Search for Spanish toddler in well runs into problems

Search for Spanish toddler in well runs into problems
Workers load steels tubes onto a truck, which will be used to protect a deep well next to the area where two-year-old Julen fell into at a private estate in Totalan, southern Spain, on Jan 17, 2019.
PHOTO: Reuters

TOTALAN, Spain - The search for a toddler who fell down a well in Spain, in a tragedy that has gripped the country, ran into problems on Thursday (Jan 17) as rescuers raced against time to find the boy alive.

Julen Rosello, who is two, fell down a very narrow shaft more than 100m deep on Sunday while playing as his parents had lunch nearby, in the town of Totalan near Malaga, family members said.

"We're putting all our efforts in going as fast as possible but I want you to know there are huge difficulties," Mr Angel Garcia Vidal, the engineer coordinating the work, told reporters on the fifth day of rescue operations.

He added that under normal circumstances, the type of excavation work being carried out to try to get Julen out would take "months". Rescuers are for now unable to get to where they believe the child is, as a layer of earth, sand and stones believed to have been dragged down by Julen when he fell have blocked the well.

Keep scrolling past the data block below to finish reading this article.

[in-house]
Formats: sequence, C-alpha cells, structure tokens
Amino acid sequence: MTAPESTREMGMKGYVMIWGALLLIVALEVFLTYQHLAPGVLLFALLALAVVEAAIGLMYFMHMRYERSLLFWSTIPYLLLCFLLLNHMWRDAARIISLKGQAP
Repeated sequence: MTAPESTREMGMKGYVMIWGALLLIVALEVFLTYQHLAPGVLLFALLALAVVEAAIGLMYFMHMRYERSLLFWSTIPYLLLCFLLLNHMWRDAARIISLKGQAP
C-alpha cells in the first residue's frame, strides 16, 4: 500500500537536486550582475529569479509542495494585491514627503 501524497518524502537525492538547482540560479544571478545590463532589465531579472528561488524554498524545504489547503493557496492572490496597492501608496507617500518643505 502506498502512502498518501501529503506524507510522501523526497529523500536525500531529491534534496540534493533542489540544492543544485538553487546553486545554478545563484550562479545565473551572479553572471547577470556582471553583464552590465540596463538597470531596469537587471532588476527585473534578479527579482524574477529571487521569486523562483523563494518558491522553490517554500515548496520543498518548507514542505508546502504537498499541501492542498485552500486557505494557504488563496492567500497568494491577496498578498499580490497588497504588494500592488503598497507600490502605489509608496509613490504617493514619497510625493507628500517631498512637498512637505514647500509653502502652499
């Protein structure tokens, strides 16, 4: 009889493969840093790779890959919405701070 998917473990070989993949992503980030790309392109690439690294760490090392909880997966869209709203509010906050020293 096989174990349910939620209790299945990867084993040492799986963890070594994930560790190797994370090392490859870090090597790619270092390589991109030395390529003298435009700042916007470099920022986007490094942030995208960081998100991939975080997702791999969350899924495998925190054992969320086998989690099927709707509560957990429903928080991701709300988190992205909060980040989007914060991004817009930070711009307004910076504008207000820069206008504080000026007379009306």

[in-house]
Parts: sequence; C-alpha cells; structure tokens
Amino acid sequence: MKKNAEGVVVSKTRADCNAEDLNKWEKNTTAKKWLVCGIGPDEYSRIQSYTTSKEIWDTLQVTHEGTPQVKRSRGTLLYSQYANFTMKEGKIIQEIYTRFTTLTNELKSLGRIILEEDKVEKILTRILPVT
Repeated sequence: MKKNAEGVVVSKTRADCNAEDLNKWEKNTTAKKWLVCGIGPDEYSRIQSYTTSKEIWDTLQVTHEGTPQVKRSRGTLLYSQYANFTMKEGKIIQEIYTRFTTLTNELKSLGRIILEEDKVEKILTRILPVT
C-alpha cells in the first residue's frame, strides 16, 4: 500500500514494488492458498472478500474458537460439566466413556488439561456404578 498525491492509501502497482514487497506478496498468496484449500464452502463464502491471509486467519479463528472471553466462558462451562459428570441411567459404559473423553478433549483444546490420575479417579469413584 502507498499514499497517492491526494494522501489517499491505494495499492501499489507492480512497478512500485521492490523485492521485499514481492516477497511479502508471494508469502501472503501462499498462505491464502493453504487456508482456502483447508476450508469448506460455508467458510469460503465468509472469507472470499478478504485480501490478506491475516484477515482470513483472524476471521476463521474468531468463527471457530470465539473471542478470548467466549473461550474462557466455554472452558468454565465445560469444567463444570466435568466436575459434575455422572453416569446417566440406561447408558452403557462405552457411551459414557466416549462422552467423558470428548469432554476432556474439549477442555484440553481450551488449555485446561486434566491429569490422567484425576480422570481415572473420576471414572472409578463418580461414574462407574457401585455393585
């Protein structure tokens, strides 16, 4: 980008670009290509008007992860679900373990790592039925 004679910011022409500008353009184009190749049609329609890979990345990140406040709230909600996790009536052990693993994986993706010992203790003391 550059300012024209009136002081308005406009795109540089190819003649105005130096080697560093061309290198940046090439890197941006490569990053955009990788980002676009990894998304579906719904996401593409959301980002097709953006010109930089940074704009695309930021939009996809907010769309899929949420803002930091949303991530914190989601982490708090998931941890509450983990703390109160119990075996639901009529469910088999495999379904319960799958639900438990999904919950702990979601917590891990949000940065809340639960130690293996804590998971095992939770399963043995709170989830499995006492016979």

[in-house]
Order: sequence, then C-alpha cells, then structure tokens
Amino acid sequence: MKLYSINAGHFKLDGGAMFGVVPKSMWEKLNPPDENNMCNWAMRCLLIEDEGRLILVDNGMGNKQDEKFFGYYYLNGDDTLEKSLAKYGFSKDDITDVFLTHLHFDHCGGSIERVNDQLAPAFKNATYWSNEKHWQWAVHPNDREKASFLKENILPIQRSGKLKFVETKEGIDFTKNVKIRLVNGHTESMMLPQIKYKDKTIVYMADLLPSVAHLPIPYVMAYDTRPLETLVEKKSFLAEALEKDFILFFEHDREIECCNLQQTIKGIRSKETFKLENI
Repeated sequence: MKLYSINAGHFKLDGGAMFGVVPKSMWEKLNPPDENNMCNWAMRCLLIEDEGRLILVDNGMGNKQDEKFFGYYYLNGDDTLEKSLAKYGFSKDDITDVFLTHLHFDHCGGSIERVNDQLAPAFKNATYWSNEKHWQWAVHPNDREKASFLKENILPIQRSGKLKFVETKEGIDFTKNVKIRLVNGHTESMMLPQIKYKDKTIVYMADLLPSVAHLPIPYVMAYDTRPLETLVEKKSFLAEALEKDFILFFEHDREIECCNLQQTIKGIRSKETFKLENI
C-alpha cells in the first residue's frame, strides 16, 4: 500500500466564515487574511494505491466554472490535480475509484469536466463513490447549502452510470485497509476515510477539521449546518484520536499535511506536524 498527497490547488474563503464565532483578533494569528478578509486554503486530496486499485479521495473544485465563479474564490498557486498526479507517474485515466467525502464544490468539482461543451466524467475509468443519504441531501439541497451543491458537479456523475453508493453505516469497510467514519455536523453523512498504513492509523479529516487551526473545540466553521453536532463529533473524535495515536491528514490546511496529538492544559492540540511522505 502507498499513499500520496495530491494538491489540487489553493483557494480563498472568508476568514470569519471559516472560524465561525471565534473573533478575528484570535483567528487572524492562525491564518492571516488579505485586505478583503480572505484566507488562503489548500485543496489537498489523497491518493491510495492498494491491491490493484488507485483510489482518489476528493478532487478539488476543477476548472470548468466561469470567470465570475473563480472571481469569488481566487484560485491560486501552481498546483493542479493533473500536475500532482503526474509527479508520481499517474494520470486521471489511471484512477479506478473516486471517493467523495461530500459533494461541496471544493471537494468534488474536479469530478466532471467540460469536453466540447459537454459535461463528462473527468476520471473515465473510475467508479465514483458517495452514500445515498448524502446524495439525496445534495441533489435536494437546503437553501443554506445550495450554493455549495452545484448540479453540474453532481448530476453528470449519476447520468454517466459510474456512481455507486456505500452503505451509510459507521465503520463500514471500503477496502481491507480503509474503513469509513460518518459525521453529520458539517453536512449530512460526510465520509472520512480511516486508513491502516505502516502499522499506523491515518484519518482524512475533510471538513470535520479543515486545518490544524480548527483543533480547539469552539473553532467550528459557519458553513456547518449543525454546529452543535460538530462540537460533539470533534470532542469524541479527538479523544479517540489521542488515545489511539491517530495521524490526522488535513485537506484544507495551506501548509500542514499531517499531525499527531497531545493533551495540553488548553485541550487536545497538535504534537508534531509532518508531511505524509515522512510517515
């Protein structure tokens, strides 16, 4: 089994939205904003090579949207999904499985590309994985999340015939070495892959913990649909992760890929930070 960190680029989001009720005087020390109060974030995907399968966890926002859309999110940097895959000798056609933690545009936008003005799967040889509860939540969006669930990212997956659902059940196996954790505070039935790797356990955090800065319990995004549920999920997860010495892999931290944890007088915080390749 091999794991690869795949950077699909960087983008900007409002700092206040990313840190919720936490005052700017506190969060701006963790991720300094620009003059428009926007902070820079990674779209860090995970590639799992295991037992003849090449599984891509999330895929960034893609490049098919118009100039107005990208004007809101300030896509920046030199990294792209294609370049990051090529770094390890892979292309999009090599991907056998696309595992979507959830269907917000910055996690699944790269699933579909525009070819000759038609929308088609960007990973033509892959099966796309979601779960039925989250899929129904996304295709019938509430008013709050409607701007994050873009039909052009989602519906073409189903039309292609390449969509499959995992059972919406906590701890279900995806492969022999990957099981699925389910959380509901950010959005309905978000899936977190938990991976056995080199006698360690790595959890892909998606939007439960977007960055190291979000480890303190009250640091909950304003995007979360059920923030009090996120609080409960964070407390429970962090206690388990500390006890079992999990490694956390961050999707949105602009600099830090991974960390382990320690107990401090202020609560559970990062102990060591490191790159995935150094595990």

The toddler is believed to be underneath, and the discovery of several strands of his hair by rescuers appears to confirm that theory.

But no one knows if Julen is still alive.

Ms Garcia said there was ventilation in at least the upper half of the well. "Beyond the blockage, there may be some or not," he added.

'REALLY COMPLICATED'

We're "dead, but with the hope an angel will help us get him out alive", Julen's father Jose told reporters on Wednesday.

"It feels like it's lasted for months."

The rescue operation is unprecedented in Spain, given how difficult it is.

Rescuers are digging two tunnels, one parallel to the well and another at an angle further underground aiming to reach Julen.

But the work is complicated by the state of the soil.

Engineer Juan Lopez told reporters that the vertical tunnel was progressing "for the moment without too many problems".

But the horizontal one is causing "problems", he added. Excavating that tunnel "within less than two days is really complicated", he said.

Among the nine companies taking part in operations is Stockholm Precision Tools AB, a Swedish company that in 2010 contributed to the spectacular rescue of 33 Chilean miners trapped 69 days underground.

This race against time recalls several other high-profile cases in the 1980s.

Alfredo Rampi, an Italian boy, was found dead in a well near Rome in 1981, while Jessica McClure, an 18-month-old girl, was rescued alive from a well in Texas in October 1987 after more than two days inside.

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